The full findings of the EA research project discsussed during this seminar can be found here. I think the report makes very good reading and food for thought. There are some simple things we can do to support UG students who are interested in or would like to find out about PG studies.
The webinar was recorded, and can be found here for future watching. This was my first HEA Webinar, and I enjoyed the experience, so I will be looking out for future events. The next event is scheduled for June. I will be there, will you?
1 June 2016, 12:30-14:00
Professor Pauline Kneale and members of the PedRIO team at Plymouth University will discuss their latest HEA-funded research which explores how best we can evaluate teaching development in HE. In addition to a literature review, the team have developed an evidence-informed toolkit which can be used to evaluate teaching development and CPD. It will be of interest to anyone who wants to understand how these activities impact and influence teaching, learning and the broader student experience.
During the Writtle College HE Open Day yesterday, one of the parents accompanying their daughter asked me why our UCAS Tariff for the new Integrated Master in Bioveterinary Science was so much lower than similar courses at other HEIs.
At the time, my answer was that I don’t believe that the decisions young people make in their early education journey and/or circumstances in their life when they are 16-18 years old should define their chances of entering higher education and their chances of becoming a successful graduate.
When I got home later that day, I started thinking more about this, and suddenly I remembered a TED talk I was shown in one of the workshops I took for my PgCert in Higher Education Practice. The talk was by Angela Duckworth and describer her research into “grit”.
Grit, or in my words “sheer hard word and dedication”, is something that is really important in higher education, especially in the transition from secondary education. In her talk, Angela refers to work done on Mindset Theory by Carol Dweck, who has also given a TED talk on the subject:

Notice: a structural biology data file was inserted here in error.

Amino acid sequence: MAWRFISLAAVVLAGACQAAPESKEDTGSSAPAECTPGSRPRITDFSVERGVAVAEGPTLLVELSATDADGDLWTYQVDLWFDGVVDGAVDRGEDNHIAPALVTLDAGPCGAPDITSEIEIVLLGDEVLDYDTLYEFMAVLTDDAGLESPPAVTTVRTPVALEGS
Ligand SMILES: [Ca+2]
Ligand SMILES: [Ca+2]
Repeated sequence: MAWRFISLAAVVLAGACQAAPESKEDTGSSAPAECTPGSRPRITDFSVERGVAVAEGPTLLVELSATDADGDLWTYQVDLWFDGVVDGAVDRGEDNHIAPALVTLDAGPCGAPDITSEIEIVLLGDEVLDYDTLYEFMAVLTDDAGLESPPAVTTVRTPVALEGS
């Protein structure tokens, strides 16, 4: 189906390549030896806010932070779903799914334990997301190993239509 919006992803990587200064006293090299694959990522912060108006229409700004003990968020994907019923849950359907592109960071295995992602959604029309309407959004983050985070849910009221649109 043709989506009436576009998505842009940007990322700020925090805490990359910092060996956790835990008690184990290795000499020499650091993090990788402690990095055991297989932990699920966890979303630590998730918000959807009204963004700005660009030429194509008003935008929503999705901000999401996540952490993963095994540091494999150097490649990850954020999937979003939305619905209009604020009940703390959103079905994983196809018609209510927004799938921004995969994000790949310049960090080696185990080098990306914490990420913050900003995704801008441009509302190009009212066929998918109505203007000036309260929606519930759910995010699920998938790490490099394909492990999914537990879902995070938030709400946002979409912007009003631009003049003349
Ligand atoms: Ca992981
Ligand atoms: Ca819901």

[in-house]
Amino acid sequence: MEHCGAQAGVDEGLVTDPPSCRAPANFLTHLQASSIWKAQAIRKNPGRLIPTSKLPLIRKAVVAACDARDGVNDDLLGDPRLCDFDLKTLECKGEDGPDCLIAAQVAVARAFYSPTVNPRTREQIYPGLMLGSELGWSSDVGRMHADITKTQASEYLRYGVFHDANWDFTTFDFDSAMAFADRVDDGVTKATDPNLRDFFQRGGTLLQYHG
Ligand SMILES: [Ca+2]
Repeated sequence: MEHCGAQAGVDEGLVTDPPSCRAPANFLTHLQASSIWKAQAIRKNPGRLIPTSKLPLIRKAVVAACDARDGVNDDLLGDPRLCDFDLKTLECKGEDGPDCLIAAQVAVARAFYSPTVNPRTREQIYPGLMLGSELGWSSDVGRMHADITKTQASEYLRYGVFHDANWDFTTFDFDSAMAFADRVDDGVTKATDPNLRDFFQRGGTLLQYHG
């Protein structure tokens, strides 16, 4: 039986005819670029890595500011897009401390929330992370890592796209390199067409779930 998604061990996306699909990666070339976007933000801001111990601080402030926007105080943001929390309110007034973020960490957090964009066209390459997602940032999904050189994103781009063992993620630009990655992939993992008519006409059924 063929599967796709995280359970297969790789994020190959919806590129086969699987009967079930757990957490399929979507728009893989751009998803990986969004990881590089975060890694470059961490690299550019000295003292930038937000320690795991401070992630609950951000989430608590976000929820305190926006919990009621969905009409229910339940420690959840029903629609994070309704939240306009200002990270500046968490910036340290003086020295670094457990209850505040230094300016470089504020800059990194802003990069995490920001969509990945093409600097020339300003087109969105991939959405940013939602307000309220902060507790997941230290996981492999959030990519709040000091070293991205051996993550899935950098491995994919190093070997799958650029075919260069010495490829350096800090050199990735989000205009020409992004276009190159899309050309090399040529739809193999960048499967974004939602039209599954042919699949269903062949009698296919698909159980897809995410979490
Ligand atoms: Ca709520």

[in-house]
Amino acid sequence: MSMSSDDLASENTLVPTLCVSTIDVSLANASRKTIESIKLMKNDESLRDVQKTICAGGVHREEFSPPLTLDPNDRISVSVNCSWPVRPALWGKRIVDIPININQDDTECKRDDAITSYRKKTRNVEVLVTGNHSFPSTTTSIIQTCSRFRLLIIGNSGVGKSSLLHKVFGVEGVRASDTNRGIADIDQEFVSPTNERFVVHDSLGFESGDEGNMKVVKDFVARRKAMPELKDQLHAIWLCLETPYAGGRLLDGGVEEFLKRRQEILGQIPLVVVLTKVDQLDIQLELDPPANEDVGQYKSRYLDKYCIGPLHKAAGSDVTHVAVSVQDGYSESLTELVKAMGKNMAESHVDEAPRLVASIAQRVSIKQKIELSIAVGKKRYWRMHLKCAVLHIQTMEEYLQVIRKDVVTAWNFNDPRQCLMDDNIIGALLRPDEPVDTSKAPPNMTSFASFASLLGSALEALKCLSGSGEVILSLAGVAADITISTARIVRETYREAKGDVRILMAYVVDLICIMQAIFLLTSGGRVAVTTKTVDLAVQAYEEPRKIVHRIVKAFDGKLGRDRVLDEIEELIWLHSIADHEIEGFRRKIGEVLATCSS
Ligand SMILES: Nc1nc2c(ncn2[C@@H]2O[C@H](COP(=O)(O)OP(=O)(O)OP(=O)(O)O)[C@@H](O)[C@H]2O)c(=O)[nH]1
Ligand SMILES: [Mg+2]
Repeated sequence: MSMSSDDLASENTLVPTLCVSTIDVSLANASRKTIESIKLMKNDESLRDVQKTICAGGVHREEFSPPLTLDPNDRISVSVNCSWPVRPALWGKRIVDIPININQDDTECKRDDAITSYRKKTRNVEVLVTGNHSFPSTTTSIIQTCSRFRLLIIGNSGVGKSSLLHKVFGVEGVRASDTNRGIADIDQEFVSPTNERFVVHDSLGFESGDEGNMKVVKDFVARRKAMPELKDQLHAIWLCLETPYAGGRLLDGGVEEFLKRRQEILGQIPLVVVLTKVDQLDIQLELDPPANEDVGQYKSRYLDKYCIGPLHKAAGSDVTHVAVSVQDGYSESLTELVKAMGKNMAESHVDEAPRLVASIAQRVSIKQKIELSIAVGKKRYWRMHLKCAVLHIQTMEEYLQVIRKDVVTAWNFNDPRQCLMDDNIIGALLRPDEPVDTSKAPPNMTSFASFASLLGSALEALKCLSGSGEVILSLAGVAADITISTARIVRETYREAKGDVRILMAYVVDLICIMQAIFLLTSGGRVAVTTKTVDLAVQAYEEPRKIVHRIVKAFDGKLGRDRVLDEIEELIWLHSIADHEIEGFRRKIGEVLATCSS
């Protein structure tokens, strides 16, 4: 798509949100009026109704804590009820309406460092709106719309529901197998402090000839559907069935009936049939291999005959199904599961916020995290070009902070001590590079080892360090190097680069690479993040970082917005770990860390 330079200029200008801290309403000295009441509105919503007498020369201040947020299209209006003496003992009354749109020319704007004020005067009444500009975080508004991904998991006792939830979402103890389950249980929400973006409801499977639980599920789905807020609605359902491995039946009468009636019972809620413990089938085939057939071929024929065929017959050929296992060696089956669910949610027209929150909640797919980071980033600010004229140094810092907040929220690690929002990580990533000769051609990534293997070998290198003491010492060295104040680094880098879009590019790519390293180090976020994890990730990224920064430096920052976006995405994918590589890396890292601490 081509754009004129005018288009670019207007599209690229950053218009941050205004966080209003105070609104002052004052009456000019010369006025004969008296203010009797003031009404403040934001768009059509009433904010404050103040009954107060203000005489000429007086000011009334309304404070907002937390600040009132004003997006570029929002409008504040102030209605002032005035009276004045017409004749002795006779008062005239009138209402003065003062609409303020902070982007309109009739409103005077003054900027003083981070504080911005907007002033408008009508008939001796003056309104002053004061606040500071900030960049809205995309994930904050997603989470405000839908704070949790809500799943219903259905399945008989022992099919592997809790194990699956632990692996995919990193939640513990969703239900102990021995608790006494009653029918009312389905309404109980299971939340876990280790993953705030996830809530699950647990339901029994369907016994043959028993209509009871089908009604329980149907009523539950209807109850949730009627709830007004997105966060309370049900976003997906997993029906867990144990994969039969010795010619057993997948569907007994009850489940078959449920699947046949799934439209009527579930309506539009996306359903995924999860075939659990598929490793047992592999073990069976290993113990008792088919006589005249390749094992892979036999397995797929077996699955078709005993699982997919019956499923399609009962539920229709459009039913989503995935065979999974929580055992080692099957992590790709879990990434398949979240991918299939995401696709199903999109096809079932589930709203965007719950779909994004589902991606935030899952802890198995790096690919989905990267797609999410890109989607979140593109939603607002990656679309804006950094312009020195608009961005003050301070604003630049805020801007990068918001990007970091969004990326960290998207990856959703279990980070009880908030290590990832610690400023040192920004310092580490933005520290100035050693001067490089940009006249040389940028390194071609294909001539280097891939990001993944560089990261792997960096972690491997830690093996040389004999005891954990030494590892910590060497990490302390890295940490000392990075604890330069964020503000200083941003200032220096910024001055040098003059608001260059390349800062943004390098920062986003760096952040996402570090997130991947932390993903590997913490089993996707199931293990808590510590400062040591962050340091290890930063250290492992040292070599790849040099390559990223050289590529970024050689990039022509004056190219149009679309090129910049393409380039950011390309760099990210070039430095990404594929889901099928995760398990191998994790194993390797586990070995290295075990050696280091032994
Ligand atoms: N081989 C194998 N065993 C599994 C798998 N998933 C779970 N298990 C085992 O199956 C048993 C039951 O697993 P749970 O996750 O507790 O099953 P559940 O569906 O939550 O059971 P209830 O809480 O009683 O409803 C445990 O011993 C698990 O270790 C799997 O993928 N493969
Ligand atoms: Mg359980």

I strongly identify with the idea of Growth Mindset in young people, especially when they just arrive at university. Some of my most successful students have come in with entry profiles which were not even close to being considered at various “elite” institutions and graduated with first class honours degrees, after which they obtained postgraduate studies places at the institutions where they were rejected a mere 3 years earlier. Similarly, I see students with stellar entry profiles who don’t make it through year 1, because for the first time in their education journey they are confronted with setbacks and they fail to deal with it.
I am of the opinion that, with hard work, dedication and an open mind (or in other words grit and a growth mindset), candidates with less than ideal entry profiles can become successful HE graduates. Perhaps not all of them graduate with a first class award, but a student who works as hard as they can, takes up all opportunities they are offered, and who is passionate about what they do and ends up achieving a 3rd class or 2:2 class award is a successful graduate in my book. Mainly because the grit and mindset they have shown during their higher education journey will serve them really well further on in their career. These students have a bright future…
I plan on showing this videos on grit and growth mindset to new first year students next academic year, in the hope that it inspires them to think about their future and how they are going to get there.
I was cleaning out my storage space at my dad’s house as he is moving and the place has been sold. Whilts going through boxes I came across the following tech:
The left phone was my very first mobile phone, bought roughly 14 years ago. The right one is the one I am currently writing this post on. It made me reflect for a minute on how fast technology has developed, and how the practice of bioscience education had evolved. Who would have thought 14 years ago that mobile phone would become edicational tools, and students would use mobile devices during lectures to support their learning? It makes me wonder what the future brings…
In an attempt to freshen up my materials on academic reading and writing for my undergraduate students, I obtained a copy of Northey and Aderkas’ Making Sense: A student’s guide to research and writing.
What appealed to me was the really back-to-basics approach of the book. It is aimed at students, and covers topics like planning to write, errors in grammar and usage, misused words (anyone remember the effect/affect mystery?), but also addresses the use of illustrations and working in groups.
I am slowly making my way through the book, but so far I must say I am impressed. It is a very accessible textbook, written in a clear and easy to understand manner. It uses lots of examples of good and bad practice and even discusses how to approach writing for exam questions.
All that is left now is to start updating my notes and hand outs. If only I had unlimited time…
Northey, M. and von Aderkas, P. (2015) Making Sense: A students guide to research and writing – Life Sciences (2nd edition). Oxford: Oxford University Press. ISBN 978-0-19-901028-8. Find it here.